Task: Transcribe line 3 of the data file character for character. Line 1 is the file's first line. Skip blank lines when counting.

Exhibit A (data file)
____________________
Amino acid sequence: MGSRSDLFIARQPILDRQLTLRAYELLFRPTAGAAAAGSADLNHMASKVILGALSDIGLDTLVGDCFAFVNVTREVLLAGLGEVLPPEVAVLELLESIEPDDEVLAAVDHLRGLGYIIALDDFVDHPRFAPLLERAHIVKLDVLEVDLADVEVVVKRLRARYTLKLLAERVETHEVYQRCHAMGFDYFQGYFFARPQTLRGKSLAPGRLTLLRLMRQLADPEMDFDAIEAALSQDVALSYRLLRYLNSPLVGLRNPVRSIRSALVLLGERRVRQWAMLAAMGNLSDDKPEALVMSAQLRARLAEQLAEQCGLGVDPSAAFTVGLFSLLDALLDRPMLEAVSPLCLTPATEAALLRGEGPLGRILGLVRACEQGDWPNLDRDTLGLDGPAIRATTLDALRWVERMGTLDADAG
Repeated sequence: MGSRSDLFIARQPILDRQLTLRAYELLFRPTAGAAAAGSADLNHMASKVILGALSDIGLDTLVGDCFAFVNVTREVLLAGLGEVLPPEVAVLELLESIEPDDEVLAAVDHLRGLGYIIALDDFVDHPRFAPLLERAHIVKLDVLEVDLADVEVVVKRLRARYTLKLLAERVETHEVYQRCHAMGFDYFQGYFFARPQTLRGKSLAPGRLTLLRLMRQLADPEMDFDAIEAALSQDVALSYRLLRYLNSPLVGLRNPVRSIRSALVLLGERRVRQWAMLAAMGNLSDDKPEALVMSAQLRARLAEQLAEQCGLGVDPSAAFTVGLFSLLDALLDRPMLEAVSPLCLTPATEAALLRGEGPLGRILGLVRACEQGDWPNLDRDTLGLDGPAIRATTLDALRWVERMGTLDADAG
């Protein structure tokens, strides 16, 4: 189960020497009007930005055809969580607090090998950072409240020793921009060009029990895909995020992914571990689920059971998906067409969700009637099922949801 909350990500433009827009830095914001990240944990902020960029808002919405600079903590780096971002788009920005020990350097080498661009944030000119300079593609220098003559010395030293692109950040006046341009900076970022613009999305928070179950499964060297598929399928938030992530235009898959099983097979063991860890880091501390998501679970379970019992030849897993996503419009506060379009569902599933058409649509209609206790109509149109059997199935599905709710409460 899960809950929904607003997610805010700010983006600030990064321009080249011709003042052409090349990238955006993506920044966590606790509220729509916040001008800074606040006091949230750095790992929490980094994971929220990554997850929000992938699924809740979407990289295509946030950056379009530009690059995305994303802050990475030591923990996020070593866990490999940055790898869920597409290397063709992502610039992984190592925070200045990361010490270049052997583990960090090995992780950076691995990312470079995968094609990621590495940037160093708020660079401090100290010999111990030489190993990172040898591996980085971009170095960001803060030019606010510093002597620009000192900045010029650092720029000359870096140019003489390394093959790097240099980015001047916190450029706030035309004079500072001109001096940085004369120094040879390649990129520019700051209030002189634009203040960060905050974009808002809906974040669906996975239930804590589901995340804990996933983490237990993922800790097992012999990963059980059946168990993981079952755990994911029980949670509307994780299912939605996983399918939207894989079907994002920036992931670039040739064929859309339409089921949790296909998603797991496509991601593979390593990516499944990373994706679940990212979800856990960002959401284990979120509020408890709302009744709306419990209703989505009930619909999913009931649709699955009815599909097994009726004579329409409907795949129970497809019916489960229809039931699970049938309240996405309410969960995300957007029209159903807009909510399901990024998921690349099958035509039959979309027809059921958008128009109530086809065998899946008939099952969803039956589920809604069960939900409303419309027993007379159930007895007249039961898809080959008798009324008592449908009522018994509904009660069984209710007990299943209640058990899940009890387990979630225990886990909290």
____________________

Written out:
């Protein structure tokens, strides 16, 4: 189960020497009007930005055809969580607090090998950072409240020793921009060009029990895909995020992914571990689920059971998906067409969700009637099922949801 909350990500433009827009830095914001990240944990902020960029808002919405600079903590780096971002788009920005020990350097080498661009944030000119300079593609220098003559010395030293692109950040006046341009900076970022613009999305928070179950499964060297598929399928938030992530235009898959099983097979063991860890880091501390998501679970379970019992030849897993996503419009506060379009569902599933058409649509209609206790109509149109059997199935599905709710409460 899960809950929904607003997610805010700010983006600030990064321009080249011709003042052409090349990238955006993506920044966590606790509220729509916040001008800074606040006091949230750095790992929490980094994971929220990554997850929000992938699924809740979407990289295509946030950056379009530009690059995305994303802050990475030591923990996020070593866990490999940055790898869920597409290397063709992502610039992984190592925070200045990361010490270049052997583990960090090995992780950076691995990312470079995968094609990621590495940037160093708020660079401090100290010999111990030489190993990172040898591996980085971009170095960001803060030019606010510093002597620009000192900045010029650092720029000359870096140019003489390394093959790097240099980015001047916190450029706030035309004079500072001109001096940085004369120094040879390649990129520019700051209030002189634009203040960060905050974009808002809906974040669906996975239930804590589901995340804990996933983490237990993922800790097992012999990963059980059946168990993981079952755990994911029980949670509307994780299912939605996983399918939207894989079907994002920036992931670039040739064929859309339409089921949790296909998603797991496509991601593979390593990516499944990373994706679940990212979800856990960002959401284990979120509020408890709302009744709306419990209703989505009930619909999913009931649709699955009815599909097994009726004579329409409907795949129970497809019916489960229809039931699970049938309240996405309410969960995300957007029209159903807009909510399901990024998921690349099958035509039959979309027809059921958008128009109530086809065998899946008939099952969803039956589920809604069960939900409303419309027993007379159930007895007249039961898809080959008798009324008592449908009522018994509904009660069984209710007990299943209640058990899940009890387990979630225990886990909290």